I am writing in response to Emma Clute’s Letter to the Editor published on July 19 titled “The Rail Tie Wind Project is an unethical endeavor.” That letter contains several false and misleading statements, and I would like to set the record straight.
First, the letter mischaracterizes the efficiency of wind turbines and how the electric grid balances various energy resources. Wind is a variable power resource, but that does not mean wind projects are backed up by a coal or gas plant. The variability of wind can be forecasted and used to complement other power generation. No electricity source runs 100% of the time, including coal, gas, and nuclear plants. Grid operators have decades of experience managing changes in supply and demand. Sudden, unexpected outages at large conventional power plants are more costly and difficult to manage than the gradual, predictable changes in wind output.
Wind projects do not burn fossil fuels to generate electricity, and as a result, do not emit any air pollutants such as carbon dioxide, sulfur dioxide, nitrogen oxide, or particulate matter during operation. Although all types of energy generation create carbon emissions during manufacturing and construction (known as the “carbon footprint”), a typical utility-scale wind project repays its carbon footprint in six months or less, which means the project provides decades of zero emission energy. Wyoming has one of the best wind resources in the United States, and ConnectGen has analyzed more than five years of wind data collected from the project area. Based on this wind data, the Rail Tie Wind Project will generate approximately two million megawatts of emission-free energy each year. To generate an equivalent amount of energy, a coal plant would produce over 2.2 million tons of CO2 annually, and a natural gas plant would produce 920,000 tons.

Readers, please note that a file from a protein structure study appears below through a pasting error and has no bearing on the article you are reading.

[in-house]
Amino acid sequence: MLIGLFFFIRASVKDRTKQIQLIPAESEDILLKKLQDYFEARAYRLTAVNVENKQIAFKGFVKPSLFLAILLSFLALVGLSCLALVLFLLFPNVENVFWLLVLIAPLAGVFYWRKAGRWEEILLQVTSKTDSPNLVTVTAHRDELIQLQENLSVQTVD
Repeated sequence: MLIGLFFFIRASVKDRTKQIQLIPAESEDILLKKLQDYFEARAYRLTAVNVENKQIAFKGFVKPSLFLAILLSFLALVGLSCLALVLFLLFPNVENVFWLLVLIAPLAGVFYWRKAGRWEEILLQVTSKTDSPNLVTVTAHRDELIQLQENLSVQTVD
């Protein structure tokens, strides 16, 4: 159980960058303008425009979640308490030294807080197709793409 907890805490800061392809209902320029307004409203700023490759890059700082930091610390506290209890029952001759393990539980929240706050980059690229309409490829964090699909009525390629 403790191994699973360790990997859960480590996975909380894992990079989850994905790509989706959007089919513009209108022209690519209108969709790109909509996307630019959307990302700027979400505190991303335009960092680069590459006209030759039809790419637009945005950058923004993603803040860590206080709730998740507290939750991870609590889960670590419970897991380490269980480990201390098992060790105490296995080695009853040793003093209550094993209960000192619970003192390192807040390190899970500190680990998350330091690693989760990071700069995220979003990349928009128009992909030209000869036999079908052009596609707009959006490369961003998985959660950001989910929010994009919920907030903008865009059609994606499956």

Second, the letter falsely states that above certain wind speeds, wind turbines continue to spin but do not generate power. This is incorrect. Above certain wind speeds, the entire turbine may shut down for safety purposes, but under no scenario would a wind turbine be spinning but not generating power. Furthermore, even when factoring in the extreme winds common to Albany County, the five years of collected wind data clearly supports that the Rail Tie Wind Project is sited in an excellent wind resource for project operations.
Third, the letter misstates that wind turbines source components, such as rare earth minerals, from “foreign sources complicit in modern slavery.” Wind turbines are made of steel and concrete, as is nearly every man-made structure in modern society, such as cars, buildings, and conventional power plants. In fact, over 95% of wind turbines in the United States do not contain any rare earth materials, because they use gear boxes (electromagnets made of copper and steel) rather than direct drive machines in the generator. Additionally, the few manufacturers that used rare earth minerals in the past are actively working to reduce their level of use. If you want to boycott rare earth minerals being used in consumer products, turn your attention to iPhones and flat screen TVs.
Finally, I come from several generations of hard-working cattle ranchers, and the LTE’s statement that the Rail Tie Wind Project “exploits financially vulnerable ranchers” is naive and disrespectful to our landowners. These ranchers are exercising their rights as property owners to support wind development, which allows them to continue to prosper and pass the land down for generations to come. Wind energy has given American ranchers and farmers another source of income in tough times. We are fortunate to have these forward-thinking ranchers that are helping to provide much needed economic development to our local community. This is a winning combination.
Deby Forry is a resident of Laramie and the Local Outreach Director for the Rail Tie Wind Project